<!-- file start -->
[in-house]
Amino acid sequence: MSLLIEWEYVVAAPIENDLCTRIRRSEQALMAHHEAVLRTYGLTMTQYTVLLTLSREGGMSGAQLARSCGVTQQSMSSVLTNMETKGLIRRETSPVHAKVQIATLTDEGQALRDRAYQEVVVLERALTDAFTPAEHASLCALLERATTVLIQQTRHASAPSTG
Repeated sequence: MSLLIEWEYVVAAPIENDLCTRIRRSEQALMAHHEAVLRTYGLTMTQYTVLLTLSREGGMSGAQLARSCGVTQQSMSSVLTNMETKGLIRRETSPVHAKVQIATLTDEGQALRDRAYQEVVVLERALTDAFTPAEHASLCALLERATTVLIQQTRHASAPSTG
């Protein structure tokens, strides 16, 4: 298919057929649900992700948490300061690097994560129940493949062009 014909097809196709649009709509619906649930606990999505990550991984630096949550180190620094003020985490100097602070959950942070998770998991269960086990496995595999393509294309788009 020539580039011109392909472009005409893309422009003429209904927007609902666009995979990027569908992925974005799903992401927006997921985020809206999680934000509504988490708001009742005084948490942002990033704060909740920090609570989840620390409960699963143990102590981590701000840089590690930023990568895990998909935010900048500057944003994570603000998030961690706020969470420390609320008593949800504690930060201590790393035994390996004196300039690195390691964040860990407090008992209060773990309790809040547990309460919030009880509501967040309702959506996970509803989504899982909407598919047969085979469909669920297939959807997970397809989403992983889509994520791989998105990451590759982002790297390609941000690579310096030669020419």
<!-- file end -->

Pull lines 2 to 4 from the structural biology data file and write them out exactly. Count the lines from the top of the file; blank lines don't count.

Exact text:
Amino acid sequence: MSLLIEWEYVVAAPIENDLCTRIRRSEQALMAHHEAVLRTYGLTMTQYTVLLTLSREGGMSGAQLARSCGVTQQSMSSVLTNMETKGLIRRETSPVHAKVQIATLTDEGQALRDRAYQEVVVLERALTDAFTPAEHASLCALLERATTVLIQQTRHASAPSTG
Repeated sequence: MSLLIEWEYVVAAPIENDLCTRIRRSEQALMAHHEAVLRTYGLTMTQYTVLLTLSREGGMSGAQLARSCGVTQQSMSSVLTNMETKGLIRRETSPVHAKVQIATLTDEGQALRDRAYQEVVVLERALTDAFTPAEHASLCALLERATTVLIQQTRHASAPSTG
């Protein structure tokens, strides 16, 4: 298919057929649900992700948490300061690097994560129940493949062009 014909097809196709649009709509619906649930606990999505990550991984630096949550180190620094003020985490100097602070959950942070998770998991269960086990496995595999393509294309788009 020539580039011109392909472009005409893309422009003429209904927007609902666009995979990027569908992925974005799903992401927006997921985020809206999680934000509504988490708001009742005084948490942002990033704060909740920090609570989840620390409960699963143990102590981590701000840089590690930023990568895990998909935010900048500057944003994570603000998030961690706020969470420390609320008593949800504690930060201590790393035994390996004196300039690195390691964040860990407090008992209060773990309790809040547990309460919030009880509501967040309702959506996970509803989504899982909407598919047969085979469909669920297939959807997970397809989403992983889509994520791989998105990451590759982002790297390609941000690579310096030669020419």